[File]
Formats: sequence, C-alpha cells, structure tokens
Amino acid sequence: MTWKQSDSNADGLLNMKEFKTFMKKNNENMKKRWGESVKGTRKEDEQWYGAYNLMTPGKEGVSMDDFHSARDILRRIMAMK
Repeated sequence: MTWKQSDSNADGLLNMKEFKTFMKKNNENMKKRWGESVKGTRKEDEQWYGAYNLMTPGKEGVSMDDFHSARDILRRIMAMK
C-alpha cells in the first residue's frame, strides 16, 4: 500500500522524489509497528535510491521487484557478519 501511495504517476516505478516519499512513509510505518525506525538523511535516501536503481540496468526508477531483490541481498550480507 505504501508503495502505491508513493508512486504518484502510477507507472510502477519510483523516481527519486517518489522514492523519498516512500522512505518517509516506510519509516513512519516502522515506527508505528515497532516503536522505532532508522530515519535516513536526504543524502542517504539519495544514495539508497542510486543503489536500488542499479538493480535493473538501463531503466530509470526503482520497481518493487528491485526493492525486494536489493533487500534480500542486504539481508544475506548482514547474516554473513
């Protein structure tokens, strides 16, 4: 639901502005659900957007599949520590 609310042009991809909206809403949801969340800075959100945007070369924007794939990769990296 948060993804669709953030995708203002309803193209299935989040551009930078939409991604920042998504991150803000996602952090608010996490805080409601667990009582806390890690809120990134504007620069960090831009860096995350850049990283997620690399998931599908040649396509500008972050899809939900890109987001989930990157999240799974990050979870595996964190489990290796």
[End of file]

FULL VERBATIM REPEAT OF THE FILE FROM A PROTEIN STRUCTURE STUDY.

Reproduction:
Formats: sequence, C-alpha cells, structure tokens
Amino acid sequence: MTWKQSDSNADGLLNMKEFKTFMKKNNENMKKRWGESVKGTRKEDEQWYGAYNLMTPGKEGVSMDDFHSARDILRRIMAMK
Repeated sequence: MTWKQSDSNADGLLNMKEFKTFMKKNNENMKKRWGESVKGTRKEDEQWYGAYNLMTPGKEGVSMDDFHSARDILRRIMAMK
C-alpha cells in the first residue's frame, strides 16, 4: 500500500522524489509497528535510491521487484557478519 501511495504517476516505478516519499512513509510505518525506525538523511535516501536503481540496468526508477531483490541481498550480507 505504501508503495502505491508513493508512486504518484502510477507507472510502477519510483523516481527519486517518489522514492523519498516512500522512505518517509516506510519509516513512519516502522515506527508505528515497532516503536522505532532508522530515519535516513536526504543524502542517504539519495544514495539508497542510486543503489536500488542499479538493480535493473538501463531503466530509470526503482520497481518493487528491485526493492525486494536489493533487500534480500542486504539481508544475506548482514547474516554473513
């Protein structure tokens, strides 16, 4: 639901502005659900957007599949520590 609310042009991809909206809403949801969340800075959100945007070369924007794939990769990296 948060993804669709953030995708203002309803193209299935989040551009930078939409991604920042998504991150803000996602952090608010996490805080409601667990009582806390890690809120990134504007620069960090831009860096995350850049990283997620690399998931599908040649396509500008972050899809939900890109987001989930990157999240799974990050979870595996964190489990290796």